The Christie administration has pulled back from its hotly contested plans to change special-education requirements for school districts and families, leaving current regulations in place for now.
The state Board of Education will meet in an emergency session on Friday to take the unusual step of vacating its preliminary approval of the proposed changes, then voting to extend the current regulations.
Without the vote, the regulations would have expired without any new regulations to replace them.
The decision came in the face of strong opposition to the proposed changes, which were billed as a move to free up districts from some of the strict requirements for programs and staffing to educate the state’s 210,000 students with disabilities.
One of the most controversial proposals would have loosened required qualifications for serving as a student’s case manager, a critical conduit for families in coordinating a child’s services. Another contested provision would have exempted private special-education schools from having the same certification requirements for their teachers as district schools.
The proposals sparked an unusual amount of public comment directed at the state board, with some of it spilling into the Legislature as well. So contentious was the case-manager proposal that the Assembly was moving a bill that would have essentially blocked the administration from making the change.
The state’s largest teachers union, the New Jersey Education Association, led a strong campaign against the entire package of regulatory changes, and hundreds of people submitted testimony to the state board. Nonetheless, the state board had moved to proceed with the changes with little, if any, dissent.
State Education Commissioner Chris Cerf yesterday maintained the changes were “extremely modest,” and he did not rule them out for future adoption. But he said the amount of opposition from advocates and families gave him pause.
“We maybe did not communicate this as well as we could have,” Cerf said. “We wanted to have the chance to process this, as this is a community we care about and want to bring along. That will take more time.”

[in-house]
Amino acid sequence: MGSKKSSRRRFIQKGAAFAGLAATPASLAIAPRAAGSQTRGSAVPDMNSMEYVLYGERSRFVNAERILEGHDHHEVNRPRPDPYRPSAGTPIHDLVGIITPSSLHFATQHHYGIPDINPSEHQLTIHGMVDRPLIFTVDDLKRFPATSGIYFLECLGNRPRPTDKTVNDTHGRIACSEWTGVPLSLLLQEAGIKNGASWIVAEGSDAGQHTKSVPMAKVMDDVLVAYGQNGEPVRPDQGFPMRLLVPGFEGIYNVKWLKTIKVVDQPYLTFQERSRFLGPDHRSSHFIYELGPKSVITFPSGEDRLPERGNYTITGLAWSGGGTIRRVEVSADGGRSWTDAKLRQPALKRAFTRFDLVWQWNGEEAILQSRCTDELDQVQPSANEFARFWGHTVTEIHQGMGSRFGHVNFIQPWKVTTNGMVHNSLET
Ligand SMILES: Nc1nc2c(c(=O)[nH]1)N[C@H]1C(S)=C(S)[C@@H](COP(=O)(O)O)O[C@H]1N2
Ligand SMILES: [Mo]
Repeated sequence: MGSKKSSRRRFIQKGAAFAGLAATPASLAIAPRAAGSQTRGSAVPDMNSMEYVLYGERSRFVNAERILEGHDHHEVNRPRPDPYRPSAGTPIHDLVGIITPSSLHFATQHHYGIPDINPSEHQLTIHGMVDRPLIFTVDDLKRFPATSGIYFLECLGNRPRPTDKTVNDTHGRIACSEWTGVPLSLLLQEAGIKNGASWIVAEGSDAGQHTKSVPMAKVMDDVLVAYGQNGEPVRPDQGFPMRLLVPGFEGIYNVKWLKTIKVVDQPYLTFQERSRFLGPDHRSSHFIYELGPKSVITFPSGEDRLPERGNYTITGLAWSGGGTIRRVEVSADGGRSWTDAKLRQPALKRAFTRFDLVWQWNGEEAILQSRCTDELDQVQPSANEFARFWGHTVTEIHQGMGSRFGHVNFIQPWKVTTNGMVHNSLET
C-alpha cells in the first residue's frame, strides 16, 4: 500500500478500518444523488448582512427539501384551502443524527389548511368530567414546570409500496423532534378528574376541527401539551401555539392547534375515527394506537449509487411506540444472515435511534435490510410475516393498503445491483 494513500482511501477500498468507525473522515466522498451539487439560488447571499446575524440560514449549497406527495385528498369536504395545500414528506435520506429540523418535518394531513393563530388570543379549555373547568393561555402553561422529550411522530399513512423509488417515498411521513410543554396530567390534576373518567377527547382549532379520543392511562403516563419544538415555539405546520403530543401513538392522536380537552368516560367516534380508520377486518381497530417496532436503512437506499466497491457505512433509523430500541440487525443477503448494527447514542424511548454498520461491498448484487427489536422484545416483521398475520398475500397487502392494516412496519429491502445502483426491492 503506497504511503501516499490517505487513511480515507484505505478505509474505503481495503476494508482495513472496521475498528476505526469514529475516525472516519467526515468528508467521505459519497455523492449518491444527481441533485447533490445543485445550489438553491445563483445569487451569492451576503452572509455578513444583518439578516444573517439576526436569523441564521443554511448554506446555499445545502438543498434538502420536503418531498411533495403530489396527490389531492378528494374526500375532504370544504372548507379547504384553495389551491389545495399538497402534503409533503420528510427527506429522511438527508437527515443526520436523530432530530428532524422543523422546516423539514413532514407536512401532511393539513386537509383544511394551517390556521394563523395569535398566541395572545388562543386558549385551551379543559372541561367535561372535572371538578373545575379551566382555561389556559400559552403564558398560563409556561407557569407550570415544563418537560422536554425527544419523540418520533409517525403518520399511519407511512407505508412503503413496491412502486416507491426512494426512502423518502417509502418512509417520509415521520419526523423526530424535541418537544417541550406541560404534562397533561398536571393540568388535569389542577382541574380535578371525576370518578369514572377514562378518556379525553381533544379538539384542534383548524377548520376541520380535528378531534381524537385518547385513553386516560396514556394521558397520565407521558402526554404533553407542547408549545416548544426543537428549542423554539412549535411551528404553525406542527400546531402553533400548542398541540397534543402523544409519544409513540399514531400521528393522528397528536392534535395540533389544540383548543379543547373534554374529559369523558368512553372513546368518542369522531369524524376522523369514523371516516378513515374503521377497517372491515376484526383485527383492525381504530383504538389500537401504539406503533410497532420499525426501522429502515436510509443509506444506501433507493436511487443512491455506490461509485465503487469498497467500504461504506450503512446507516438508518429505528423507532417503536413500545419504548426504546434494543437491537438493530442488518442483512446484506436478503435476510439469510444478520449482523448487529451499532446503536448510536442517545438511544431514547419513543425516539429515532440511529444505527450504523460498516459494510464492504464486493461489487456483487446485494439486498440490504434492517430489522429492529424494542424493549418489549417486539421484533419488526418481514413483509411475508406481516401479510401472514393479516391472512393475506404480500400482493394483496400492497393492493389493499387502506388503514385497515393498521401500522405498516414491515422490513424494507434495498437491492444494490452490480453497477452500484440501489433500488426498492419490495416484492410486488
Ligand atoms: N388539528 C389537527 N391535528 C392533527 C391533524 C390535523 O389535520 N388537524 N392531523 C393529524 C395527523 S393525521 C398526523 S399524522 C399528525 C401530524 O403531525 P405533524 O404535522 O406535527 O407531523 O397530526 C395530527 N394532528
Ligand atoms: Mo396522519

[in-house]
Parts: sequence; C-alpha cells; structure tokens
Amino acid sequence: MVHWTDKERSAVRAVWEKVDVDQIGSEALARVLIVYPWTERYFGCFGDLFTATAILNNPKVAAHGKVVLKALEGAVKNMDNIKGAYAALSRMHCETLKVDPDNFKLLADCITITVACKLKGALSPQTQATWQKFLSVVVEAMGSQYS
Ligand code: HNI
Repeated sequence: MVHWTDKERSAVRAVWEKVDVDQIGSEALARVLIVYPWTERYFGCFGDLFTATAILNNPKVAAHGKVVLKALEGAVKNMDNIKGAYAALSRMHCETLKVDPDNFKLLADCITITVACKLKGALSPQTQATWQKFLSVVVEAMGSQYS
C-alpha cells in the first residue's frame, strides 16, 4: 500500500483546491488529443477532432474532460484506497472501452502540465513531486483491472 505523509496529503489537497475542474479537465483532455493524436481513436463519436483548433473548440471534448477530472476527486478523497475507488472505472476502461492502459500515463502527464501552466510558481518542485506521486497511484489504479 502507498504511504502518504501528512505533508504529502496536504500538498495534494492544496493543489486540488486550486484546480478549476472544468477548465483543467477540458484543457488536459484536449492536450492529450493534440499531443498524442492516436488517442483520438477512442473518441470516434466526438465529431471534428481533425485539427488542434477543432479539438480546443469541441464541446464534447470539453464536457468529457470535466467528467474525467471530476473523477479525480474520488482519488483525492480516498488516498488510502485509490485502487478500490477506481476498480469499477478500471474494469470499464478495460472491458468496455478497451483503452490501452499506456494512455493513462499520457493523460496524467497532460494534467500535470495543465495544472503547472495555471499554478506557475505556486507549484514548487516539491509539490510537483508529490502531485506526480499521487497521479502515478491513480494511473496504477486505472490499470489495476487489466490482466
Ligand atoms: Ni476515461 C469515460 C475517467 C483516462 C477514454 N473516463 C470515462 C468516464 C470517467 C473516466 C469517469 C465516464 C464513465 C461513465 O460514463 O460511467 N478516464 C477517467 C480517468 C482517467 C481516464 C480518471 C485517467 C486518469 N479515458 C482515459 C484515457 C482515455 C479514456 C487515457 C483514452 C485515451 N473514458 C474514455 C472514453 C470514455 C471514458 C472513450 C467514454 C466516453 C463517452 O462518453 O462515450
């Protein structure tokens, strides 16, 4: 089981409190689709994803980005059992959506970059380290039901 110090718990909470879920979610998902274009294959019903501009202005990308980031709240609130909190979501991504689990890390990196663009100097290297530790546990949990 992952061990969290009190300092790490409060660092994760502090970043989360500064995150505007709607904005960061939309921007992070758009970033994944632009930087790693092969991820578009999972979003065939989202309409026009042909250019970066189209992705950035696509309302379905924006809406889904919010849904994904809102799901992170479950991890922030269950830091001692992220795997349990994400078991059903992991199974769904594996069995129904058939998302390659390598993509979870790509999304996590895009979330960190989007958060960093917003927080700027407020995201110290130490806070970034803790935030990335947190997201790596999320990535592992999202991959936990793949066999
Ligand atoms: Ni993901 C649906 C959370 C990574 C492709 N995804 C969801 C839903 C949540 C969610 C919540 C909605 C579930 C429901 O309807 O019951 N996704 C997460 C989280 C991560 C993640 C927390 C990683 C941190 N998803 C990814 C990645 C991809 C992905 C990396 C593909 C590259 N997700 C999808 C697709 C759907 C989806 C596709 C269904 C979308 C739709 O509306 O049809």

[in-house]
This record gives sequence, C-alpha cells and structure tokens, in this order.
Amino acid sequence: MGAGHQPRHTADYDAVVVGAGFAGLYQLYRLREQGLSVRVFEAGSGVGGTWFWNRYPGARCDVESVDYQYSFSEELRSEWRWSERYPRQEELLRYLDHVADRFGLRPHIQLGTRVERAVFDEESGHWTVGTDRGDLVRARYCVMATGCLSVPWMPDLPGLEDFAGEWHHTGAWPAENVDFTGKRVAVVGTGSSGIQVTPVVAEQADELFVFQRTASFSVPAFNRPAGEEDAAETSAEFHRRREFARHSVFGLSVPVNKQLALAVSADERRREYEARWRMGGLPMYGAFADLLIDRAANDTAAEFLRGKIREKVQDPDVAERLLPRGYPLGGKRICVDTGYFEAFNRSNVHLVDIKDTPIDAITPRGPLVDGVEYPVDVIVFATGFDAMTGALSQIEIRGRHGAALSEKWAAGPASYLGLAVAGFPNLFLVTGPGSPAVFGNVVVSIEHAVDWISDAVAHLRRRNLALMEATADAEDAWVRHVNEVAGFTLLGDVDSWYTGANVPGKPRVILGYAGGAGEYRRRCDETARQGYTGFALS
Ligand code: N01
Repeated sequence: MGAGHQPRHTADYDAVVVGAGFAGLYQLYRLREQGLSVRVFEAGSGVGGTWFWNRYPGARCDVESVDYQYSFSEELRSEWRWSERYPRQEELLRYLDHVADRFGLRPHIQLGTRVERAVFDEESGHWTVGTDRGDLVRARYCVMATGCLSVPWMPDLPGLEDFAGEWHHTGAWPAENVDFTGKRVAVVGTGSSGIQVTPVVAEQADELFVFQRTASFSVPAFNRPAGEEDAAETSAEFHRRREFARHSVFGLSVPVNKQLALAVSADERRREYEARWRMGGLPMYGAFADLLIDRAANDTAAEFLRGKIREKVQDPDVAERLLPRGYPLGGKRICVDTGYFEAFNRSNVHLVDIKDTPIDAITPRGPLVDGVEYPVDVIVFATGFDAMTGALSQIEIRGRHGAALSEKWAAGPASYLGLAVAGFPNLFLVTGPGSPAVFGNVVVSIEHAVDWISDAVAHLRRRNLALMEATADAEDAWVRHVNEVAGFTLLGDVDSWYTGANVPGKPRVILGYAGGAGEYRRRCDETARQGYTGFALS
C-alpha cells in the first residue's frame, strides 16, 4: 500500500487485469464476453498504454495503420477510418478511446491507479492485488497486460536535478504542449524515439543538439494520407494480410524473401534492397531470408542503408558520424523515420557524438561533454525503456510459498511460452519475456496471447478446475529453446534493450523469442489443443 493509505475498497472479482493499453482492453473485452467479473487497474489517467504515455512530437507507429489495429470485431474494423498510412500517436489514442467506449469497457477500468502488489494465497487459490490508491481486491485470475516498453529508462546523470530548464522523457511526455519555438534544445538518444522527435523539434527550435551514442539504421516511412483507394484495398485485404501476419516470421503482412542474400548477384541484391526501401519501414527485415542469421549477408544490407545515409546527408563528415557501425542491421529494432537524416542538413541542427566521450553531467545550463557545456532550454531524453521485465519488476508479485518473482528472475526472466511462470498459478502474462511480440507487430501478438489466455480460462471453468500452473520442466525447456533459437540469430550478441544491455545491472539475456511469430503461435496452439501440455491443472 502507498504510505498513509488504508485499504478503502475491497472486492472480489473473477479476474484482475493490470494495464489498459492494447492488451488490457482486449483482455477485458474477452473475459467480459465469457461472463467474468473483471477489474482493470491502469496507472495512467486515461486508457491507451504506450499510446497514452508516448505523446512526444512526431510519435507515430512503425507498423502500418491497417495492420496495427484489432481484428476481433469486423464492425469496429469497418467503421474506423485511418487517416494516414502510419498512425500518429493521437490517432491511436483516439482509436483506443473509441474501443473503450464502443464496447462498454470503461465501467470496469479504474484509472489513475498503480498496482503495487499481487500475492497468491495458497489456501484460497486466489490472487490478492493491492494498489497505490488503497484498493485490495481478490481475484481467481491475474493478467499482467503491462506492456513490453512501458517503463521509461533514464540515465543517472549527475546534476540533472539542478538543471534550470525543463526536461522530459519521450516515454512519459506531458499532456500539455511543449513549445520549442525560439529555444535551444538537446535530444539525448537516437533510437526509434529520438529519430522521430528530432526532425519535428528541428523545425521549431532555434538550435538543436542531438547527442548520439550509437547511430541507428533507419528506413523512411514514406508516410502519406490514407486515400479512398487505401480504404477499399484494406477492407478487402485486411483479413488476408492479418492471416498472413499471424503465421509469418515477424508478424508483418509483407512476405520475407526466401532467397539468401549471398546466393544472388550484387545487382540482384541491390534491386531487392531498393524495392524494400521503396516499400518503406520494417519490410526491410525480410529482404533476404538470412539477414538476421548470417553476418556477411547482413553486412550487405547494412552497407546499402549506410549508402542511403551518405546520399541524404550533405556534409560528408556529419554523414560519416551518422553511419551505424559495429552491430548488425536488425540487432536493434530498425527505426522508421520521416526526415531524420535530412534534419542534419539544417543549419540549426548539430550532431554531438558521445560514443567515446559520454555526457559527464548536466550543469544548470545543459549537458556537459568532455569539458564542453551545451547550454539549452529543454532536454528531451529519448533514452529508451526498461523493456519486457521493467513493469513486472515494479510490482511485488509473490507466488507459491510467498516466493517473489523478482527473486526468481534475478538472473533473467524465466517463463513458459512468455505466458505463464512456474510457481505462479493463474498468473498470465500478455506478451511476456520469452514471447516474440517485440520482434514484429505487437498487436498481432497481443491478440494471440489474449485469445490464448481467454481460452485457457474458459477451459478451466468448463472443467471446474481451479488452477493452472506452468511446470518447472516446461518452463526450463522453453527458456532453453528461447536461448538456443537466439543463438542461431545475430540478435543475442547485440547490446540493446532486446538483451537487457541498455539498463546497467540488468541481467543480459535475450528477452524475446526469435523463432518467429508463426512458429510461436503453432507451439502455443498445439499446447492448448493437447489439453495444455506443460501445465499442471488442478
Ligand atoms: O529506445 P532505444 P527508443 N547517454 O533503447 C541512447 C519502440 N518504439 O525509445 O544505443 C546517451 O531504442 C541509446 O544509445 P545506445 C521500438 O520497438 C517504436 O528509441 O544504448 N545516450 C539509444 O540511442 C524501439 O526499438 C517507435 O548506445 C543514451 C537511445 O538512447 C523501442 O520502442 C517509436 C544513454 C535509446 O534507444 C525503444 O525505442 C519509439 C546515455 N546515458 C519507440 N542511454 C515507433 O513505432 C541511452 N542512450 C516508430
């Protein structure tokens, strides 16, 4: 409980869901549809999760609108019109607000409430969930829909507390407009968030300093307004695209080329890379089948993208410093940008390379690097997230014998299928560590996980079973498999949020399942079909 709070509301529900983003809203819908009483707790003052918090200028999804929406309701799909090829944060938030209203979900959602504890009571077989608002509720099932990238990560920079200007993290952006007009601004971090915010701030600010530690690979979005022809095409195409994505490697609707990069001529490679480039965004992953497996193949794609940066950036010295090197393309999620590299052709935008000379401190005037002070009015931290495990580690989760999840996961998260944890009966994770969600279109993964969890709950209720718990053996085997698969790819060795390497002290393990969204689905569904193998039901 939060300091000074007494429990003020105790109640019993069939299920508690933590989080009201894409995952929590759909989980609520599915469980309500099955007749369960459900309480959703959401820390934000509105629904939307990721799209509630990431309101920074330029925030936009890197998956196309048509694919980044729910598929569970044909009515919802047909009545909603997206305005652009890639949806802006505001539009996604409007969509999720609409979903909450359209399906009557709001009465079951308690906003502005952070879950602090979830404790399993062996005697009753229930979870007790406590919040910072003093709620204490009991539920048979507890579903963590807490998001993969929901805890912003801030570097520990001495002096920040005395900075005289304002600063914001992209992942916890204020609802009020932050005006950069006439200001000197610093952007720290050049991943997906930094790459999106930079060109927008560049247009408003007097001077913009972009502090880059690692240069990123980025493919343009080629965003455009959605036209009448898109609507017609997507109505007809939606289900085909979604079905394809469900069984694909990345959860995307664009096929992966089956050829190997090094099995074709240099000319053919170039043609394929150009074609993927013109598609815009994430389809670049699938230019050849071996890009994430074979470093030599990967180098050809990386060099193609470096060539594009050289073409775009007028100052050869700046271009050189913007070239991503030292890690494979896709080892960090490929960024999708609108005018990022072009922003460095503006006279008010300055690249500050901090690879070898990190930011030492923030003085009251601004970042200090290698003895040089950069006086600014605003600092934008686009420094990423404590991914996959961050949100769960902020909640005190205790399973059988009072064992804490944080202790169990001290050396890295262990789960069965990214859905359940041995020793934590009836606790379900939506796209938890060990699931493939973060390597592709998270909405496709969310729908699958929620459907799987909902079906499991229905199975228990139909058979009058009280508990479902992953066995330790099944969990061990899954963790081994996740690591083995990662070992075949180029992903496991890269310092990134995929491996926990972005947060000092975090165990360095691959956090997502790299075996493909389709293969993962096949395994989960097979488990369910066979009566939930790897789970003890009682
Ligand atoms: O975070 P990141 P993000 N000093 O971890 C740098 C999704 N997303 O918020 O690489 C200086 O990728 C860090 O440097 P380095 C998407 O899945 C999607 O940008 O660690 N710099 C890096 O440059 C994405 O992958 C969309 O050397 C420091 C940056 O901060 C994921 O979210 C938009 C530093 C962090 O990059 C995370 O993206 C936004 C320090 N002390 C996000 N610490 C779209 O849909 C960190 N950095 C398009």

Some advocates cheered the decision, saying the changes were not at all modest and would have hurt students and families.
“We are extremely pleased that the department has rescinded the proposal, and is planning to reauthorize the regulations as they are,” said Ruth Lowenkron, an attorney with the Education Law Center in Newark, who testified against the changes at several hearings.
“We trust they heard the voice of advocates and families who said these were problematic, and we trust they will not revisit them anytime soon,” she said. “And if they do, they will listen to the advocates and families.”
When and if state officials will revisit the regulations is uncertain, especially in the face of the gubernatorial and legislative elections in November.
State board President Arcelio Aponte said yesterday that he expected they would be back in the fall, but acknowledged it was highly unusual for the state board to be asked to vacate a vote in the first place.
“But it is also unusual to have received this level of comments that we did, where there were literally hundreds and hundreds of letters,” he said.
The decision comes as special education issues are rising to the fore on several fronts, with the Legislature taking up a variety of proposals in the last month, including shearing last week devoted solely to special education.
Next up, the Senate education committee will hold a rare Wednesday hearing this morning on nearly a dozen special-education measures, including a bill to create a state ombudsman for special-education complaints and several other proposals to improve identification, training and programs for teaching students with dyslexia and other reading disorders.